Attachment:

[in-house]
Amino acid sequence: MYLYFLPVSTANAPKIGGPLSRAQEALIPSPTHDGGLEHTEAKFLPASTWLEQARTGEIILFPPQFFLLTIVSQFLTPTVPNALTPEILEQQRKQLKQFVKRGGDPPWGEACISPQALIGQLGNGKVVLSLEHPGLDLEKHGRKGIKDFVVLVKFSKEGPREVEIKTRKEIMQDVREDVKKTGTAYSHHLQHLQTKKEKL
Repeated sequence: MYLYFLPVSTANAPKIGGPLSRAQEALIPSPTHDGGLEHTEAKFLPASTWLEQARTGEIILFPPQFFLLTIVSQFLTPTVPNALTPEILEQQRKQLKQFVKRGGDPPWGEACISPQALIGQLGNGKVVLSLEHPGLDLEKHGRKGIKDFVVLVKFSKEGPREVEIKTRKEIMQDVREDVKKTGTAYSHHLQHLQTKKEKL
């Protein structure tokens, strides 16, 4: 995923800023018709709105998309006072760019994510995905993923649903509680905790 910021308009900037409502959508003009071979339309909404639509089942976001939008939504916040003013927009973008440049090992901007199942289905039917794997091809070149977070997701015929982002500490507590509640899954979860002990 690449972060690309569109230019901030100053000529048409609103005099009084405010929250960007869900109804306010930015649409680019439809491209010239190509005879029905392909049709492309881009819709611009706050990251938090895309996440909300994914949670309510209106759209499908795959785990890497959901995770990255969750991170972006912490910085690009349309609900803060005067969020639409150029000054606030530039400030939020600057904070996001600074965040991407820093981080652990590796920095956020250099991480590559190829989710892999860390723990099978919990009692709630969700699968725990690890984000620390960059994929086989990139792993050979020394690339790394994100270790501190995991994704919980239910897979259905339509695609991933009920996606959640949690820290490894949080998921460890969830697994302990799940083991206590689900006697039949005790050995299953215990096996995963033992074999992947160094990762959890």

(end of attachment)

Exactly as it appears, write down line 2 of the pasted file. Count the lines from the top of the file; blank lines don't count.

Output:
Amino acid sequence: MYLYFLPVSTANAPKIGGPLSRAQEALIPSPTHDGGLEHTEAKFLPASTWLEQARTGEIILFPPQFFLLTIVSQFLTPTVPNALTPEILEQQRKQLKQFVKRGGDPPWGEACISPQALIGQLGNGKVVLSLEHPGLDLEKHGRKGIKDFVVLVKFSKEGPREVEIKTRKEIMQDVREDVKKTGTAYSHHLQHLQTKKEKL